I never recommend over-the-counter products to treat insomnia in children. Without a physician’s evaluation and recommendation, I strongly discourage parents from administering these products to children. It can be a difficult pitch because products like melatonin are just sitting on the shelf, and are backed by lots of advertising touting efficacy and safety. After all, if melatonin were unsafe, it wouldn’t be sold without a prescription, right?
My concern was partially reflected in a recent column in the Wall Street Journal, entitled “Melatonin: A ‘Magic’ Sleeping Pill for Children?”
Sales of melatonin have risen dramatically over the past five years, according to Nutrition Business Journal. Estimates for 2012 put sales at $260 million; in 2007, the market was just $90 million. Melatonin is available over the counter in the U.S., but in the U.K. and several European countries, the hormone supplement requires a doctor’s prescription.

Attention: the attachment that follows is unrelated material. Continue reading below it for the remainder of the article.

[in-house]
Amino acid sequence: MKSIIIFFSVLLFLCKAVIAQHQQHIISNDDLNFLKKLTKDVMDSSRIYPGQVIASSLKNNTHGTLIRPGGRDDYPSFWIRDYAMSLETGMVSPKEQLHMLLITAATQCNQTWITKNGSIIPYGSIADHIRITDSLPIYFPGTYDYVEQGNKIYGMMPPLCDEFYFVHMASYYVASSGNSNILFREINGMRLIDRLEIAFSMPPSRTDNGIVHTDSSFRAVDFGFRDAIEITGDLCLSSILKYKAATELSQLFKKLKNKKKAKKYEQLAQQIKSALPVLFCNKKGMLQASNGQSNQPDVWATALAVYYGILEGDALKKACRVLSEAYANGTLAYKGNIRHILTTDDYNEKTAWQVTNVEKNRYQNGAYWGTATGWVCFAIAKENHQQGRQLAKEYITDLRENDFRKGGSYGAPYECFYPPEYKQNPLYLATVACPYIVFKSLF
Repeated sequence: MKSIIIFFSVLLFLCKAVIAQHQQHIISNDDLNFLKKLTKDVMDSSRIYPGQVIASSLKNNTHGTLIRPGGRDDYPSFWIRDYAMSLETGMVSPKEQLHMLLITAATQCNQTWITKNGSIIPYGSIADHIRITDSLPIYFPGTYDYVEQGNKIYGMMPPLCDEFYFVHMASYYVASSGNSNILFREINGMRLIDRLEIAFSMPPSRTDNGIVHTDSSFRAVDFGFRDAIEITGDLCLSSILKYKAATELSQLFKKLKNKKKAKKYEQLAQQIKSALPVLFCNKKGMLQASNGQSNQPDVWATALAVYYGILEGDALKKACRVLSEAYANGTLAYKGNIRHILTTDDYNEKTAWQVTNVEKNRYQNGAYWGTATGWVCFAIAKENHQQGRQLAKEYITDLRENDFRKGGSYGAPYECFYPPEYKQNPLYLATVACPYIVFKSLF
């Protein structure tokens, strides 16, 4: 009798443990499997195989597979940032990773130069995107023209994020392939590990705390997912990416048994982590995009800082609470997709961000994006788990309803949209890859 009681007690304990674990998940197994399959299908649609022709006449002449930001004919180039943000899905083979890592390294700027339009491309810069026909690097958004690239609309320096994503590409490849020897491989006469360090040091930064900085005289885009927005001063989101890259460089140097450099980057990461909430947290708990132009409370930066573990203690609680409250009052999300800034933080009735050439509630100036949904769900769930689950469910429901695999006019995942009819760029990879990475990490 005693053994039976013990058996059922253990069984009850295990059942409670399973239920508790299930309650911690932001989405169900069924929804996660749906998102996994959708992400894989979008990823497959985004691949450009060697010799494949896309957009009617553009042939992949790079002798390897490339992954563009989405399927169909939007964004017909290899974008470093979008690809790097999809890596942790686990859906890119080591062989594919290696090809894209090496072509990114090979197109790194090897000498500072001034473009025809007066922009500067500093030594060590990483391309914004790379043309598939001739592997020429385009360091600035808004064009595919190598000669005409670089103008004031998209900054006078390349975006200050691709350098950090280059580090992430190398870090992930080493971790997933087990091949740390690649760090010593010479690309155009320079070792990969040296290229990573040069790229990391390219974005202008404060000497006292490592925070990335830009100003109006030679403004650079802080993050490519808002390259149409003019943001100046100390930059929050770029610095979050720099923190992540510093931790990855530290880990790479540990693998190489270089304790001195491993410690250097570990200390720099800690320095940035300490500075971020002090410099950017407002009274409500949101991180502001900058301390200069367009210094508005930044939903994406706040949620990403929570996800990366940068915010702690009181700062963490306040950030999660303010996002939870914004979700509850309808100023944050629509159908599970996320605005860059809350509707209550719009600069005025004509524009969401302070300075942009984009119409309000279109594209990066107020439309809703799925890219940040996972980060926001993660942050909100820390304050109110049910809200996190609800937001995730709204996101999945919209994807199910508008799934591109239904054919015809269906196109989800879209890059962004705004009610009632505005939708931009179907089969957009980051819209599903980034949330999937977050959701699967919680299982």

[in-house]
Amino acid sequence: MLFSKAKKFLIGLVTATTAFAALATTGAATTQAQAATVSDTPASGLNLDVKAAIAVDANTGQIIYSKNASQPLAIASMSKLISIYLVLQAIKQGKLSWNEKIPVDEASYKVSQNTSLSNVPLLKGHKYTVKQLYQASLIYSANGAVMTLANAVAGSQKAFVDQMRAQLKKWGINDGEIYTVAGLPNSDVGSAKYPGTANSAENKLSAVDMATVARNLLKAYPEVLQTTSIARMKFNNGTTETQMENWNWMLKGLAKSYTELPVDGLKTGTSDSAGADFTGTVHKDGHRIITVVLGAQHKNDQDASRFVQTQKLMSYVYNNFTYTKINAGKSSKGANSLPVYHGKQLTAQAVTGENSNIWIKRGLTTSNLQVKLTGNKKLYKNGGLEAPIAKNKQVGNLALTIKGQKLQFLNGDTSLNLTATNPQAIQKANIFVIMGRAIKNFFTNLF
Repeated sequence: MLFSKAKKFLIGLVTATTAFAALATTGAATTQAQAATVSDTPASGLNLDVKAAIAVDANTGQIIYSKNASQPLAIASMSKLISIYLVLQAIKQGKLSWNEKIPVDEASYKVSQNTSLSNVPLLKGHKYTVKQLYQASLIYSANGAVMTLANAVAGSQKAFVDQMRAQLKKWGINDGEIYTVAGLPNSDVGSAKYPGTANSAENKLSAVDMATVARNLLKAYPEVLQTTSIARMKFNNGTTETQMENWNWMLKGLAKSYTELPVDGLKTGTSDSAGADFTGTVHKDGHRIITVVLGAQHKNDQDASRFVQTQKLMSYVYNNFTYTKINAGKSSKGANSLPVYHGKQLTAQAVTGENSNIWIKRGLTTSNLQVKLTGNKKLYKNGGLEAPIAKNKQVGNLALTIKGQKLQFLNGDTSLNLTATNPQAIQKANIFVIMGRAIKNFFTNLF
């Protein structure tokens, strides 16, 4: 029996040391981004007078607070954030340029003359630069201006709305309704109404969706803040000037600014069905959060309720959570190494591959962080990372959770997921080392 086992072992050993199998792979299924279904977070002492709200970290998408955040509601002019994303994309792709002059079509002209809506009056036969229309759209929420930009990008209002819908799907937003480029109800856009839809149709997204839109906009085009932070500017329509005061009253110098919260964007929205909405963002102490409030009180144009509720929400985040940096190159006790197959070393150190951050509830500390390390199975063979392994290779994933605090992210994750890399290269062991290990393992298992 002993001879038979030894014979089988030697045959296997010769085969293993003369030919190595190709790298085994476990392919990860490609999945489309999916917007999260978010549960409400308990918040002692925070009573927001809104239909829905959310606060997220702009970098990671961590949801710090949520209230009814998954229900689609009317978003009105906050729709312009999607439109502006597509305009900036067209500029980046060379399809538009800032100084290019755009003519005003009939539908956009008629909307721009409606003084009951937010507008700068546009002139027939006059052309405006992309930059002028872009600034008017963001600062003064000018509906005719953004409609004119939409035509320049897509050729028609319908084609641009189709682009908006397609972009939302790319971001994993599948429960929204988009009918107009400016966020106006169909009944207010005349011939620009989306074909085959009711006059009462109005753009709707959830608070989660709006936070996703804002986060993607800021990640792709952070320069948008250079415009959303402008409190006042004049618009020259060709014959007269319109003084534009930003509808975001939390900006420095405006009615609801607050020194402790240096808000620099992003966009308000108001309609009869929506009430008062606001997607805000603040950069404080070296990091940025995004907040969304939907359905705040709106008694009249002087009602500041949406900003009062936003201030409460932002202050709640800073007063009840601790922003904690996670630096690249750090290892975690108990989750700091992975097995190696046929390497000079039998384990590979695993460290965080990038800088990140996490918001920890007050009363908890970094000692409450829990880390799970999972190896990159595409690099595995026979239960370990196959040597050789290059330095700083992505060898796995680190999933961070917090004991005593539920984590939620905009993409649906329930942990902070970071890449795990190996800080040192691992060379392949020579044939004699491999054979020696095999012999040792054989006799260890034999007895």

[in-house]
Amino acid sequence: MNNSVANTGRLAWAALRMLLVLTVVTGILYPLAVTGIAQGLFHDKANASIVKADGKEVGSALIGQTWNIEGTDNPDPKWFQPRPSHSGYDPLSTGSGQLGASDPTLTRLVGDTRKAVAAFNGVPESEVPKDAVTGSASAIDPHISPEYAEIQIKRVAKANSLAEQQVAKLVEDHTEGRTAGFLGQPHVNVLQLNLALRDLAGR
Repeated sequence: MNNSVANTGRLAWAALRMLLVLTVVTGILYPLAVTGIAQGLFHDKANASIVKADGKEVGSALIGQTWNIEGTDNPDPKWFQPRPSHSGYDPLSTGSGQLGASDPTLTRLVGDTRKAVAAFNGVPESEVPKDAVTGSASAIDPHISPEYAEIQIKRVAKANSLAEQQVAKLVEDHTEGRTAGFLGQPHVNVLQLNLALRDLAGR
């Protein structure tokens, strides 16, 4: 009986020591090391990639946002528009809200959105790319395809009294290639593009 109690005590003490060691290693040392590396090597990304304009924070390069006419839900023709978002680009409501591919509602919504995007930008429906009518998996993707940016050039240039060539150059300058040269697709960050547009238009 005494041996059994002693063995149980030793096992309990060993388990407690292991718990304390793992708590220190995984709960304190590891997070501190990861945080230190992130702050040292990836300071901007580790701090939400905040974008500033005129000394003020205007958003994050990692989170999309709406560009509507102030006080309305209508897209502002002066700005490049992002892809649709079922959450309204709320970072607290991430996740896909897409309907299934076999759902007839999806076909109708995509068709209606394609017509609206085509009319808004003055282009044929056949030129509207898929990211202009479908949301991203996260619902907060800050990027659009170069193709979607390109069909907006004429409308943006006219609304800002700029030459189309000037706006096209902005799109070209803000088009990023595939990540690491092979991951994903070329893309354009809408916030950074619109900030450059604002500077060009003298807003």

A handful of companies market melatonin directly for children’s use, offering flavored, low-dose versions of the supplement. One melatonin manufacturer’s website even urges parents to “prepare your child for academic success” by getting him or her to sleep. It cites one study that found “students with C’s, D’s and F’s got about 25 fewer minutes of sleep and went to bed an average of 40 minutes later than A and B students.”
The column takes a fairly critical eye to the pediatric use of melatonin, citing a lack of data as well as what may be unwarranted parental enthusiasm for the product: